• Machete-mode debugging: Hacking your way out of a tight spot by Ned Batchelder - This was also well presented. I don’t do much heavy Python debugging, but this was an interesting glimpse into that world. Slides and awesome documentation are here.

  • Statistics for Hackers by Jake Vanderplas - This has a deep Dr. Seuss metaphor through the situation examples, which is impressive in itself. Also, this was a good overview of several statistics concepts, and I am always happy to learn more about that. Slides here.

And some noteable lightning talks -

  • Terian Koscik gave a talk on how to create twitter bots that do funny things. Please at least check out how great this website layout is http://www.pineconedoesthings.com/tweetbots.html (I miiiiiiiight be drawing inspiration from that the next time I give my blog design some love)

  • Someone gave a great talk just on python facts! As in the genus. I am pretty sure this is her.

  • Cut up haiku poetry generated by prosaic by Nate Smith. This twitterbot just tweets them.

Software Carpentry Open Space Meet Up

An Open Space is a reserved space for whatever people would like to organize, in this case Software Carpentry. Some people with questions about the organization were able to come and get information. The two questions we couldn’t help with were:

  1. Is there intermediate level teaching material I can use for people who have completed the regular material?

  2. How can I find out about the next round instructor training? The website provides insufficient information on this.

The consensus on the first question was that it is very difficult to run intermediate level workshops, especially to package them in the way that Software Carpentry has. The second question prompted an email to Software Carpentry admin, but I’m not sure what came of this.

On Being a Woman at a Tech Conference

The smaller population of women at the conference was immediately palpable, but after two days of tutorials, I felt pretty comfortable in the venue. I was extremely pleased with the social infrastructure set up by the organizers. The announcement of the Code of Conduct during the opening remarks was met with applause, and it was pretty awesome to see Lorena Barba as the first keynote speaker in front of what appeared to be a sea of the backs of mens’ heads (I know the imagery is strange- but that is what it felt like!).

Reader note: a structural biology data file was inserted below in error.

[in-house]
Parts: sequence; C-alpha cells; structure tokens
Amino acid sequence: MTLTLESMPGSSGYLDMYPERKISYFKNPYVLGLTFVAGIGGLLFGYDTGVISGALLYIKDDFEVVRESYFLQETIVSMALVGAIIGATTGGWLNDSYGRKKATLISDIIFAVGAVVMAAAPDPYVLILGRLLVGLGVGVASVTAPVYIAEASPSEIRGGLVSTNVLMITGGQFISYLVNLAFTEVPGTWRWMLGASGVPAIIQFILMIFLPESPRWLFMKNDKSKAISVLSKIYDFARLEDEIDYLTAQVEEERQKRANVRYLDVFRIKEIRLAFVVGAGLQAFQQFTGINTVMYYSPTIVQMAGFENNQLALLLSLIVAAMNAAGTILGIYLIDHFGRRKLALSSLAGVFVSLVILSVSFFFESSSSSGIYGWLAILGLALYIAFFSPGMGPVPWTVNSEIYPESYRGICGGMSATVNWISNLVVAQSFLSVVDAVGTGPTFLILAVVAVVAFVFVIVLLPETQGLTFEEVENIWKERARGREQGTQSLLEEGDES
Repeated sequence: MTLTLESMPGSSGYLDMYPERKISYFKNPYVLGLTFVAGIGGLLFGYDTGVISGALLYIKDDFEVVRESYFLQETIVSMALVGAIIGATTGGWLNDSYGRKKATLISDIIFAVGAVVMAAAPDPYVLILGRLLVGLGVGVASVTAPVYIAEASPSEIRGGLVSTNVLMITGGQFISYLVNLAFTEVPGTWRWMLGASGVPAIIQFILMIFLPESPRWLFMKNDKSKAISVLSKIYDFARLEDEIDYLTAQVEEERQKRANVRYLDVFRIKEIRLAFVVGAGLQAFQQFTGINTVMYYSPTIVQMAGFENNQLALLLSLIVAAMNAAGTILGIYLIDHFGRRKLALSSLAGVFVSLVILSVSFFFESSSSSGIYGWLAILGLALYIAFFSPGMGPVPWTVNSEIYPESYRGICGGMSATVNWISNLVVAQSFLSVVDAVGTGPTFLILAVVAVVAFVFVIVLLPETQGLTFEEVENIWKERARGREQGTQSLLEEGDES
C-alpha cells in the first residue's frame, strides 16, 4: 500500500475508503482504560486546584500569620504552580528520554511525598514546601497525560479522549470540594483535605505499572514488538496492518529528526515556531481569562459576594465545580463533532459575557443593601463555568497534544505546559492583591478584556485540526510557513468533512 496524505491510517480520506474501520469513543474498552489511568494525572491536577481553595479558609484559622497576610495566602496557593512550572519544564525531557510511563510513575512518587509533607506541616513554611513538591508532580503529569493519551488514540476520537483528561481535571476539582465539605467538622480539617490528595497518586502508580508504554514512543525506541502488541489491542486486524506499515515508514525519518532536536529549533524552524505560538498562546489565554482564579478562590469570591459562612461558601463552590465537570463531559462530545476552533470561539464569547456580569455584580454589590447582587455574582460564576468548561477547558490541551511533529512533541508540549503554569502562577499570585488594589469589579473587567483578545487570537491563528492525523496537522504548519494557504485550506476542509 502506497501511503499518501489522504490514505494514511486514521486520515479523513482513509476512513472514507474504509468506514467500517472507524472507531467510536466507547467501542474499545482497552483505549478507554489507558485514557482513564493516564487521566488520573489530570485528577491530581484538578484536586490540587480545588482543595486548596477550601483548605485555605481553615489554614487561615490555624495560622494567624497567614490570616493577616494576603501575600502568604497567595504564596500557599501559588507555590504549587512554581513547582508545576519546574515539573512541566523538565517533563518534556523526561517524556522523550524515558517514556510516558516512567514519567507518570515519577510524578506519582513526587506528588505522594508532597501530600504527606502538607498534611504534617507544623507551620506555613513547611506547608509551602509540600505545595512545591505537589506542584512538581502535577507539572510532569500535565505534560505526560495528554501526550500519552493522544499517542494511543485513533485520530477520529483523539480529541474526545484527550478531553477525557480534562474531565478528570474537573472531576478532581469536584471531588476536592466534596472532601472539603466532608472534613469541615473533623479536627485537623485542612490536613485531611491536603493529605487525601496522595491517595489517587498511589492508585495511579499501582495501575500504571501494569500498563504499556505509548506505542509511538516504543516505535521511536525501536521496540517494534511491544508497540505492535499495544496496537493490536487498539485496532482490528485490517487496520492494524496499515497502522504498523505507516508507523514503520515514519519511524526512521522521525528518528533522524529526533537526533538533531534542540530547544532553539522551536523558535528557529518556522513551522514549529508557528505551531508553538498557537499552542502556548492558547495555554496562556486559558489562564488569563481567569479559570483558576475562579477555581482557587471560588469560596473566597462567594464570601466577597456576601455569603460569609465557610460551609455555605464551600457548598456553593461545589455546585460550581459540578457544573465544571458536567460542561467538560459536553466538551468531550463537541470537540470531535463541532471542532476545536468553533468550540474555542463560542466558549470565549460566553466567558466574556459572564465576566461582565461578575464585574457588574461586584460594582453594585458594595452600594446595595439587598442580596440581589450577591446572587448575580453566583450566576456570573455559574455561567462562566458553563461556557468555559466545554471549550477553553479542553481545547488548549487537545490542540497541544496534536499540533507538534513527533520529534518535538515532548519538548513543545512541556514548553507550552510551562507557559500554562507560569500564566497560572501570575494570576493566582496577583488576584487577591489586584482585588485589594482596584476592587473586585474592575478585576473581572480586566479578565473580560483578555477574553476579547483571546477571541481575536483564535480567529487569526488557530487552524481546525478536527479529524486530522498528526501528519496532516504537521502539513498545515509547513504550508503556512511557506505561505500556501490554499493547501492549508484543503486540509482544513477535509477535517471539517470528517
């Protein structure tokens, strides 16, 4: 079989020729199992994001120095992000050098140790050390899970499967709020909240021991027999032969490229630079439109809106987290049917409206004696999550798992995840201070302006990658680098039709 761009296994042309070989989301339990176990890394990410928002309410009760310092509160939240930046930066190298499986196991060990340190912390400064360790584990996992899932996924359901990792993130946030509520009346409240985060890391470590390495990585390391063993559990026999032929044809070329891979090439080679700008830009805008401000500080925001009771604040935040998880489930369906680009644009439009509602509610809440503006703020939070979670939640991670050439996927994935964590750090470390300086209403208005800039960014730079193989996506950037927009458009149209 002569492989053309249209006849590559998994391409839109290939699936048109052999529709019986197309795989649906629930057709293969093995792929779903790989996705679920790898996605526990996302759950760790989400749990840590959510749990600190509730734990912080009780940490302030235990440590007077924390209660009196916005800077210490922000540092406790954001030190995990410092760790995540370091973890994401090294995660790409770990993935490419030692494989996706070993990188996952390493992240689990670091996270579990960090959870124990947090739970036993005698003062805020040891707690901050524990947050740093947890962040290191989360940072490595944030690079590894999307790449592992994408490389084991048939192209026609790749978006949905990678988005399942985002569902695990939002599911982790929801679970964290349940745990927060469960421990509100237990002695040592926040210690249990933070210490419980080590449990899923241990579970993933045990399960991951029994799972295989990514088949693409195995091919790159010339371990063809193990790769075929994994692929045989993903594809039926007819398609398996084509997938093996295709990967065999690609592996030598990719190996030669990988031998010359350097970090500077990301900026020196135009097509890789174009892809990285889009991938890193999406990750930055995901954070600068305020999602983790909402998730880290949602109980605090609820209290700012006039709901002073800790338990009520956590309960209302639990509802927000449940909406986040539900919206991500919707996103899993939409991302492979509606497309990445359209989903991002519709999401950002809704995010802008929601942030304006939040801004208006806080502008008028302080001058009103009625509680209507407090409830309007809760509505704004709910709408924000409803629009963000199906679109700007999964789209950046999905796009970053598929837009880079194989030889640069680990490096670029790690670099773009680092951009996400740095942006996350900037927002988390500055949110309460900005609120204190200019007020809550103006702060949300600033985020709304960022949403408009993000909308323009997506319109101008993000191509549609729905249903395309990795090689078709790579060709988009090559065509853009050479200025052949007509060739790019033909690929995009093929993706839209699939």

And maybe PyCon passes the Bechdel test for conferences? (My tweet about Lorena is the one being referred to here.)

I really appreciate the effort that the organizers and greater community puts into making Python a comfortable environment. 40% of the talks were given by women and it was cool to see Guido van Rossum, creator/”Benevolent Dictator” of Python wear a “Python is for Girls” shirt (visible here). I wasn’t able to attend the PyLadies lunch, but I did go to the charity auction (and won a toy for the lab in the raffle!), which was full of awesome people.

It’s difficult to comment on how my gender affected affected social situations because so many factors are involved. I would say people erred slightly on the side of not striking up conversation or being overly polite when I was by myself, but I also had good conversations while flying solo. I never felt intentional friction because of my gender in social situations, so that’s a win in my book.

Thanks!!

Again thanks to Titus, and also Luiz and Camille for hanging out with me! I learned a lot, including the art of getting as many free T shirts from company booths as possible, but also a lot about the Python community and things I’ve been meaning to learn about (how machine learning works, more stats). I also learned that it is possible to run a Jupyter Notebook using Microsoft’s Azure hosting service from my cell phone, which is something I made work in order to get a free bar of chocolate.

Proof:

And of course, I gained a few laptop stickers. Isn’t that the point of going to these things, anyway?

How to set up Google Hangouts on Air for Workshop Streaming

So you want to broadcast and archive a workshop (or something else) to the Internet?